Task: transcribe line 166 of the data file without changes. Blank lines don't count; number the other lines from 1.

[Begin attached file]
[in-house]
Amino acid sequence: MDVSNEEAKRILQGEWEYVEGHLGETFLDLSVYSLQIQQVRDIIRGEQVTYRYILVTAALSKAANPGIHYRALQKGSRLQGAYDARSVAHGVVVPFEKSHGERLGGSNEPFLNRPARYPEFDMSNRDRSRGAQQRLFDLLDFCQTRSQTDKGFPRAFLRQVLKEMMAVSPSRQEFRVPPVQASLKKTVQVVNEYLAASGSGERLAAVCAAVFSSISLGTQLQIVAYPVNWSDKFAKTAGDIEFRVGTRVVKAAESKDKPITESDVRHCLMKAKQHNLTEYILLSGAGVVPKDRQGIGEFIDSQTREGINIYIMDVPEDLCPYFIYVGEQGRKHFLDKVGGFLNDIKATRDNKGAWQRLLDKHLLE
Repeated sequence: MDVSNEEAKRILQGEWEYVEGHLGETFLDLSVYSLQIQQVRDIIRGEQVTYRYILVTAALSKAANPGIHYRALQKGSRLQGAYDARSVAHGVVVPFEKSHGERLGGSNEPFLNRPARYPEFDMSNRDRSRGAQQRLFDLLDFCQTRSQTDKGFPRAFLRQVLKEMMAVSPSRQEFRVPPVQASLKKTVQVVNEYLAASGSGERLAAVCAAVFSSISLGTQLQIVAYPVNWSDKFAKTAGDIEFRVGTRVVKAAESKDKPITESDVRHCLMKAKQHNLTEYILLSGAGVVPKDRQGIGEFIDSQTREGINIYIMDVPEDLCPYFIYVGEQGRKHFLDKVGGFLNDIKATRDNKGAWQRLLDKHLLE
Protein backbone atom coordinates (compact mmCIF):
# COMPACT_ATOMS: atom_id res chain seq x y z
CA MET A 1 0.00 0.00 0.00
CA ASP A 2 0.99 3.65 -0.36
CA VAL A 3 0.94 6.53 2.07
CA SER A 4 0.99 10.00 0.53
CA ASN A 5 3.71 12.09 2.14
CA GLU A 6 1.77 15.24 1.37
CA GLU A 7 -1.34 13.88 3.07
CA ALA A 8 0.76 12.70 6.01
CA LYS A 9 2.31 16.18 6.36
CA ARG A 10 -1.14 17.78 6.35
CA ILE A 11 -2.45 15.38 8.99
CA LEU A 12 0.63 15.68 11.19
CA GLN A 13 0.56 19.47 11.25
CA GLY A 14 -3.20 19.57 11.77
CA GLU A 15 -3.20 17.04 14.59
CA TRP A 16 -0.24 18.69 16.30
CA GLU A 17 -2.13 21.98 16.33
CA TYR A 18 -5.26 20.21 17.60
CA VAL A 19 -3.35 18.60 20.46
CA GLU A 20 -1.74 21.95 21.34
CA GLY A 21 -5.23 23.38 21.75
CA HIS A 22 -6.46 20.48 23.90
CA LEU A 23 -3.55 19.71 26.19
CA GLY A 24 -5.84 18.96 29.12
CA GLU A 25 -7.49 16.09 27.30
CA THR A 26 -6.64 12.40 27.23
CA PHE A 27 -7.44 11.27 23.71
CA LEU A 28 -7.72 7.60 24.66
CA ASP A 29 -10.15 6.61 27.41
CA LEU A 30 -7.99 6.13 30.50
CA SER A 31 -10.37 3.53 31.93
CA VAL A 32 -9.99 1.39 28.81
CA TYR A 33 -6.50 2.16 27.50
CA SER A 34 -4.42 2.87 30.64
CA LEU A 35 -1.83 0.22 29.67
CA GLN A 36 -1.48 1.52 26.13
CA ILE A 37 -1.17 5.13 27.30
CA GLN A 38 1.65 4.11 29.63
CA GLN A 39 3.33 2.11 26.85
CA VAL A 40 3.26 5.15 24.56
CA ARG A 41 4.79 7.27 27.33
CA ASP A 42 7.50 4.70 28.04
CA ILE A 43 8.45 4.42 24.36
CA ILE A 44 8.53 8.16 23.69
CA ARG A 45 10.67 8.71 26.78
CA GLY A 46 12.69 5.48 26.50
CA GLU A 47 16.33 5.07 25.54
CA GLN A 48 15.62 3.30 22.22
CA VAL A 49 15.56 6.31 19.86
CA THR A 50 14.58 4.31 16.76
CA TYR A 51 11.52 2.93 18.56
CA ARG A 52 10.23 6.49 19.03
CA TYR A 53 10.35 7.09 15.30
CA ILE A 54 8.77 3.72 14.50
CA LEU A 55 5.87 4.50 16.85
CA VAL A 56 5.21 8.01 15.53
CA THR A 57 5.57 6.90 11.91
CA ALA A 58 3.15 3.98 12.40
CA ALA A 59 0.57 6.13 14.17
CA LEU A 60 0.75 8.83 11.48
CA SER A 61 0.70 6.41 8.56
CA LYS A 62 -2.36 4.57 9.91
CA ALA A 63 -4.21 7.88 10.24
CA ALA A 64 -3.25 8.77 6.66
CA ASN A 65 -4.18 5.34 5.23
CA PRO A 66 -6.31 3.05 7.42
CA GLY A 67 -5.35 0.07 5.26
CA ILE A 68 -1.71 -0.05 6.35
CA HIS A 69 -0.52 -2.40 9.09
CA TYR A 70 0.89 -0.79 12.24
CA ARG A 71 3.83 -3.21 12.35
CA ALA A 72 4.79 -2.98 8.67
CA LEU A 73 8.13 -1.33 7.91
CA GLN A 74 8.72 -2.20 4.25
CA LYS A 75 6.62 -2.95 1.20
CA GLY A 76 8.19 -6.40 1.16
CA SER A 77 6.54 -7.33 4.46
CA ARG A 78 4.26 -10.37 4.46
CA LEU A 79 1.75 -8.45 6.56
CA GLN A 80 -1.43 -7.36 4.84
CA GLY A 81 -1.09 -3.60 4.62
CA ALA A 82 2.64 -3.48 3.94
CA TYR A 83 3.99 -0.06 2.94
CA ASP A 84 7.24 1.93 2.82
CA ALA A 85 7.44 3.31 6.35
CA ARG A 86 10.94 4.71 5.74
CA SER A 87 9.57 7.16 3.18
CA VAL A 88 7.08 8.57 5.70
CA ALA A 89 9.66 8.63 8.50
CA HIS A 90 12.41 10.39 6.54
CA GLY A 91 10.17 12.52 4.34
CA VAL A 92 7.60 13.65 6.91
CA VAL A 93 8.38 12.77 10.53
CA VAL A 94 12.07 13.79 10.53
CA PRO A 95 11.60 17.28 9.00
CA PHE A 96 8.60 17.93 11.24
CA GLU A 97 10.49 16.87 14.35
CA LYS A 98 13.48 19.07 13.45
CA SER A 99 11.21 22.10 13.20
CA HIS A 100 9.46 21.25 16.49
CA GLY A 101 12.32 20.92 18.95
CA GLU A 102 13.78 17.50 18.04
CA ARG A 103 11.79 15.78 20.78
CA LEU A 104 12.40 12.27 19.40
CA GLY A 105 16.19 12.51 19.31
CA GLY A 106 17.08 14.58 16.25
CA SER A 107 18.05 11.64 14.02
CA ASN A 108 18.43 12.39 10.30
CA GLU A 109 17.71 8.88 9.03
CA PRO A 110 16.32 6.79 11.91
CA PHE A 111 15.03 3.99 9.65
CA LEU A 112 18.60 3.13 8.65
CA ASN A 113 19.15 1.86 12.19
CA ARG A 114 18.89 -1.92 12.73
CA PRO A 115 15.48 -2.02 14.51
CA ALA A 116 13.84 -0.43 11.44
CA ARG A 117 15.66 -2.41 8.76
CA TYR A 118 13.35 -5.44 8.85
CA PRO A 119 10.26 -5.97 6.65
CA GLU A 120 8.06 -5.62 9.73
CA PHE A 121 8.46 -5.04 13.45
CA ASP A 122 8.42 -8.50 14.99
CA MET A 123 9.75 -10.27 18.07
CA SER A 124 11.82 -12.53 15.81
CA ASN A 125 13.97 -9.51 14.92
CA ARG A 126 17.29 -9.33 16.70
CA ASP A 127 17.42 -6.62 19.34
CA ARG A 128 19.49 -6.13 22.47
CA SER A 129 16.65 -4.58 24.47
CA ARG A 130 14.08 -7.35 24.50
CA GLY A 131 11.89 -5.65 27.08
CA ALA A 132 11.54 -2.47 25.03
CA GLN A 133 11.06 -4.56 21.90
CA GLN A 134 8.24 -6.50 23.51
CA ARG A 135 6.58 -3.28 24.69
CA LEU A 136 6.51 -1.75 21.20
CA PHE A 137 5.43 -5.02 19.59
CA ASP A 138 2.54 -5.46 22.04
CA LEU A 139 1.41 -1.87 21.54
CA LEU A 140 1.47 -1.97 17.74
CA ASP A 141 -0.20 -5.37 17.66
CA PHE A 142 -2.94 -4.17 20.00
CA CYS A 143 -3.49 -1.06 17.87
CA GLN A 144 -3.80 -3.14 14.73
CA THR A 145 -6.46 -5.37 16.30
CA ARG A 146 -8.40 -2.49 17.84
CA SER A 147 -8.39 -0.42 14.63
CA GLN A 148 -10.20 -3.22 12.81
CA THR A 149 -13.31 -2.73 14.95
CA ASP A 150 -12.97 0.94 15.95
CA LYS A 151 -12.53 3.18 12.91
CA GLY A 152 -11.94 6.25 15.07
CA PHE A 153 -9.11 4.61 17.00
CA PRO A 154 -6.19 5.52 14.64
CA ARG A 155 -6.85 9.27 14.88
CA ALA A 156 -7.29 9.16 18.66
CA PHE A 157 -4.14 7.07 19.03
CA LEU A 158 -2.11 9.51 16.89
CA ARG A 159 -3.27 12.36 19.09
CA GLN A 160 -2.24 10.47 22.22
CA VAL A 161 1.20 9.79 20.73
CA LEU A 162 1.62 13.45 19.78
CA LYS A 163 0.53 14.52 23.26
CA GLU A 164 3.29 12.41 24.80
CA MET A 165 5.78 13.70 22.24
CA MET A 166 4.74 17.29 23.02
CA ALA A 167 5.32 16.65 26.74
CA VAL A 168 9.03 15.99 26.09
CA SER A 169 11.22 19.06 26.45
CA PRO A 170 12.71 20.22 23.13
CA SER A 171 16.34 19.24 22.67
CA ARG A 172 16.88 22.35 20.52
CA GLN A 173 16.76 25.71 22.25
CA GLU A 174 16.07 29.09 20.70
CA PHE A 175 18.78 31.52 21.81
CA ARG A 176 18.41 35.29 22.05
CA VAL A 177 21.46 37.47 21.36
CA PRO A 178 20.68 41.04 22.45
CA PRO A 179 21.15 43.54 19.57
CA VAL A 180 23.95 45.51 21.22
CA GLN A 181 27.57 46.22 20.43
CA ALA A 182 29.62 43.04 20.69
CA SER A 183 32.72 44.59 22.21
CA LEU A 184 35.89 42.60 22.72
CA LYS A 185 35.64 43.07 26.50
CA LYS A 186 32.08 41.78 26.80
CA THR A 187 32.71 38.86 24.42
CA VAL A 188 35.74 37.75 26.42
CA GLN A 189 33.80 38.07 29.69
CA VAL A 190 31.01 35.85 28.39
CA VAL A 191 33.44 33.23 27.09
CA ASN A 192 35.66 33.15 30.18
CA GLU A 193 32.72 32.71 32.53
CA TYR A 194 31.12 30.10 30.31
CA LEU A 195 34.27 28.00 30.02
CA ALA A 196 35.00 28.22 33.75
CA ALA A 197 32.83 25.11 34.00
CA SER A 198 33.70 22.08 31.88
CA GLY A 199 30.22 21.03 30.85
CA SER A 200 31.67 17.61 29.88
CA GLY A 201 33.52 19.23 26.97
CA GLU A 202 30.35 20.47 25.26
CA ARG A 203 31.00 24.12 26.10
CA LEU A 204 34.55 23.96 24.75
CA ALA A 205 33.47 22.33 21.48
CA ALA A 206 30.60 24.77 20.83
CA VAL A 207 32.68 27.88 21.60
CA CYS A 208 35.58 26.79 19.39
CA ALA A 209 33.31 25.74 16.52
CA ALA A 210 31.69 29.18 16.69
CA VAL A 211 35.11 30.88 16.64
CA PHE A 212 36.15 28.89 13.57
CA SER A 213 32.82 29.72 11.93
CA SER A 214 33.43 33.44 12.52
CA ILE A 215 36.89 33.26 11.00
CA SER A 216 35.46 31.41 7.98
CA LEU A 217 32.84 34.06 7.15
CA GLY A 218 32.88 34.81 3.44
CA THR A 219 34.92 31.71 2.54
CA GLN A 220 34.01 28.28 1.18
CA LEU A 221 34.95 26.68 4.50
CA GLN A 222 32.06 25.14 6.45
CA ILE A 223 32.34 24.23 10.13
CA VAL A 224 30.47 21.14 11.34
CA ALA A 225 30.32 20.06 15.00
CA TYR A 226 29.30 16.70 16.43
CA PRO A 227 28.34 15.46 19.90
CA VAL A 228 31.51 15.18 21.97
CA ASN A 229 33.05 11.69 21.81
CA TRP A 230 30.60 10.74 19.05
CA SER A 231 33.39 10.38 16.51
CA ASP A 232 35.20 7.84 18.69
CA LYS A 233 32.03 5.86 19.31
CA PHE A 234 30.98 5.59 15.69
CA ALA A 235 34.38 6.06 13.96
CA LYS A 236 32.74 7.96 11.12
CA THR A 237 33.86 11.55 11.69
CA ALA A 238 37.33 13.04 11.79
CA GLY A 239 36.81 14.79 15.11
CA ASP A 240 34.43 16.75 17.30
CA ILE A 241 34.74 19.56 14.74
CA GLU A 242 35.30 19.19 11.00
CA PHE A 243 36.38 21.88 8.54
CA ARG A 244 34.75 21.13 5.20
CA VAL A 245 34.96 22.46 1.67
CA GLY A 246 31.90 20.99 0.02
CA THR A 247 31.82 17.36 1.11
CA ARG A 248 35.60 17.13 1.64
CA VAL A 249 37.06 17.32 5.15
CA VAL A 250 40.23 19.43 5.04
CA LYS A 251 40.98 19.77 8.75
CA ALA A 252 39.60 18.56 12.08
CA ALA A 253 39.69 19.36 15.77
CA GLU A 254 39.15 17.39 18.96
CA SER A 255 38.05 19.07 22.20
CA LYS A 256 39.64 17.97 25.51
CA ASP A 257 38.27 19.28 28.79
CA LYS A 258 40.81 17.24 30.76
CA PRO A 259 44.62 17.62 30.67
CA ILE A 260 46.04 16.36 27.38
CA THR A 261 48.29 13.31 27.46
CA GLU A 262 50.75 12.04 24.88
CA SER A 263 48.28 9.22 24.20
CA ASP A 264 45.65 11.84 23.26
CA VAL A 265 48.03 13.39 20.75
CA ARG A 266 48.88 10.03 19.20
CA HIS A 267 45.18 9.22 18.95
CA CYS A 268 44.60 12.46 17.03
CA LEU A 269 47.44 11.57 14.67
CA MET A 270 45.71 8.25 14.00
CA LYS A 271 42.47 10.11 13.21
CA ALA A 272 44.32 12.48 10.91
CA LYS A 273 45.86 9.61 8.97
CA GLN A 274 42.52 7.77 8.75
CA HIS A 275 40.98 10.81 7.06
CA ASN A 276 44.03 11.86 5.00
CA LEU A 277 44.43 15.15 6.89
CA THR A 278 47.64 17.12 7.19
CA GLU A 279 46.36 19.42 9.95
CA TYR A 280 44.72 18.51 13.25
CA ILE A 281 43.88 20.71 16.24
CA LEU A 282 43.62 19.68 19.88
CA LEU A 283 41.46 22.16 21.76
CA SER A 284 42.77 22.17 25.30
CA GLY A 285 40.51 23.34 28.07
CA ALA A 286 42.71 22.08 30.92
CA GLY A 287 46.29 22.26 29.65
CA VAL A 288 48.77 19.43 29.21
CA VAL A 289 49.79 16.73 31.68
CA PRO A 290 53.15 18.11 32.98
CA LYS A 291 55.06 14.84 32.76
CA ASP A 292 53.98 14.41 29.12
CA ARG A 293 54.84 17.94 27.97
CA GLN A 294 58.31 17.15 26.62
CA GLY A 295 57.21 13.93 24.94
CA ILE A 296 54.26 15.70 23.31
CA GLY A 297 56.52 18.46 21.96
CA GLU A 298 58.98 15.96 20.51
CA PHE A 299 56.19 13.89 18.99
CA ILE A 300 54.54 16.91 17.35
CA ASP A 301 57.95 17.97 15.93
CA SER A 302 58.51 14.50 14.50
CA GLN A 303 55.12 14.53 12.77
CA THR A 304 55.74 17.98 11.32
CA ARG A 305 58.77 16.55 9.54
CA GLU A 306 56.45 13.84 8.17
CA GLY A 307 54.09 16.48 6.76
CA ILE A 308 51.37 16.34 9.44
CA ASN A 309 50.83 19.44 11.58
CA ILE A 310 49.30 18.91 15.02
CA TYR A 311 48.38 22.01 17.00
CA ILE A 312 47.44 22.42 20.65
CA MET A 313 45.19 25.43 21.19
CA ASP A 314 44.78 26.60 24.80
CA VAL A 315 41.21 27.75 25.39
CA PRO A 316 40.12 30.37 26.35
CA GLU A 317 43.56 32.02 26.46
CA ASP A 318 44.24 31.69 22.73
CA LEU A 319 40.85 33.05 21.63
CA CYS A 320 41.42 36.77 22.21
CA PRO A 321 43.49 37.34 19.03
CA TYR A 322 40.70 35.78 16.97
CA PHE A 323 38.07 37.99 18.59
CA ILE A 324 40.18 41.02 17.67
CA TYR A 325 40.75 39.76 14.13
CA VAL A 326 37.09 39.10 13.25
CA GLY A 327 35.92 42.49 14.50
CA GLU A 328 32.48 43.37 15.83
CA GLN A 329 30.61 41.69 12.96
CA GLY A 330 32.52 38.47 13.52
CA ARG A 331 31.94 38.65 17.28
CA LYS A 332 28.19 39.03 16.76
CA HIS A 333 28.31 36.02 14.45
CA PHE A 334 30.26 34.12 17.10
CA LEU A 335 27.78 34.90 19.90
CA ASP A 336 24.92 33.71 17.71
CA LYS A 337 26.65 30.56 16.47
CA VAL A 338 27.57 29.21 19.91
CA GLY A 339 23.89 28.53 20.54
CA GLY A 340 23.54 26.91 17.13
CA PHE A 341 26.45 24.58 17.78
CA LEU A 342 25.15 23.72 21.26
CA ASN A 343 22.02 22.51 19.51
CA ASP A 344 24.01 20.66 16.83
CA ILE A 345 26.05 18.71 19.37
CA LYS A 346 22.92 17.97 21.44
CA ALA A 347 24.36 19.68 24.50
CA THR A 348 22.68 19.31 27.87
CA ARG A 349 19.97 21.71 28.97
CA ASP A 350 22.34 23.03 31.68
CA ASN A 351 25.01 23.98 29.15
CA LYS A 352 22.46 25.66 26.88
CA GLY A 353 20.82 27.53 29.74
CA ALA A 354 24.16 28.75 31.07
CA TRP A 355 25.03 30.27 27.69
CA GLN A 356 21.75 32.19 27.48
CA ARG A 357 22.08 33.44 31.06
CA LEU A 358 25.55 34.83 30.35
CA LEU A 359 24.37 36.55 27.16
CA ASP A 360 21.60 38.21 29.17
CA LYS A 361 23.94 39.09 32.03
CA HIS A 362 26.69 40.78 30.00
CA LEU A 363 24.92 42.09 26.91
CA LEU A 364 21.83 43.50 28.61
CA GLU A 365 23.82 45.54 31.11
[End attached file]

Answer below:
CA VAL A 161 1.20 9.79 20.73